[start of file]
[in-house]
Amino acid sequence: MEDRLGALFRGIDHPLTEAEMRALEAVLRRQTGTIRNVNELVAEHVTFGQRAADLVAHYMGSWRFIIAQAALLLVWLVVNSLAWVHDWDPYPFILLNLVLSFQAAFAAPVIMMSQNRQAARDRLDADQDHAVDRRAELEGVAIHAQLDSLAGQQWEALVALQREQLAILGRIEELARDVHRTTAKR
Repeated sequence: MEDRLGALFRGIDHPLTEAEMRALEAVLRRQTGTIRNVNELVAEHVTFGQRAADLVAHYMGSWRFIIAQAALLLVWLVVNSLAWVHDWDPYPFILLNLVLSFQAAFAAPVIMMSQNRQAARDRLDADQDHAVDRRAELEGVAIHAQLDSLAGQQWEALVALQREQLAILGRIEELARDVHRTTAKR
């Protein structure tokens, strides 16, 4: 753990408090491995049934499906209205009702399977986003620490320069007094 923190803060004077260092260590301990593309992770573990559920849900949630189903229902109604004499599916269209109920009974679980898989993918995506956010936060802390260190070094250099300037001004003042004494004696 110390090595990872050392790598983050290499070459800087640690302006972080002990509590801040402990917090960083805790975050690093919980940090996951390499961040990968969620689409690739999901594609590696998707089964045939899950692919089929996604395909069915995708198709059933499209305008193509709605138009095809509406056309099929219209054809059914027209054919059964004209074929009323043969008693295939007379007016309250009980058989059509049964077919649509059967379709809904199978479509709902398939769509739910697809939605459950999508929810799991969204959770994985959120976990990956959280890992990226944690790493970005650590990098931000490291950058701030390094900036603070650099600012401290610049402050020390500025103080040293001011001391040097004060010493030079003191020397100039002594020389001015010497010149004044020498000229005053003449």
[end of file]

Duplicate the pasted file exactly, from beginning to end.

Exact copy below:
[in-house]
Amino acid sequence: MEDRLGALFRGIDHPLTEAEMRALEAVLRRQTGTIRNVNELVAEHVTFGQRAADLVAHYMGSWRFIIAQAALLLVWLVVNSLAWVHDWDPYPFILLNLVLSFQAAFAAPVIMMSQNRQAARDRLDADQDHAVDRRAELEGVAIHAQLDSLAGQQWEALVALQREQLAILGRIEELARDVHRTTAKR
Repeated sequence: MEDRLGALFRGIDHPLTEAEMRALEAVLRRQTGTIRNVNELVAEHVTFGQRAADLVAHYMGSWRFIIAQAALLLVWLVVNSLAWVHDWDPYPFILLNLVLSFQAAFAAPVIMMSQNRQAARDRLDADQDHAVDRRAELEGVAIHAQLDSLAGQQWEALVALQREQLAILGRIEELARDVHRTTAKR
């Protein structure tokens, strides 16, 4: 753990408090491995049934499906209205009702399977986003620490320069007094 923190803060004077260092260590301990593309992770573990559920849900949630189903229902109604004499599916269209109920009974679980898989993918995506956010936060802390260190070094250099300037001004003042004494004696 110390090595990872050392790598983050290499070459800087640690302006972080002990509590801040402990917090960083805790975050690093919980940090996951390499961040990968969620689409690739999901594609590696998707089964045939899950692919089929996604395909069915995708198709059933499209305008193509709605138009095809509406056309099929219209054809059914027209054919059964004209074929009323043969008693295939007379007016309250009980058989059509049964077919649509059967379709809904199978479509709902398939769509739910697809939605459950999508929810799991969204959770994985959120976990990956959280890992990226944690790493970005650590990098931000490291950058701030390094900036603070650099600012401290610049402050020390500025103080040293001011001391040097004060010493030079003191020397100039002594020389001015010497010149004044020498000229005053003449």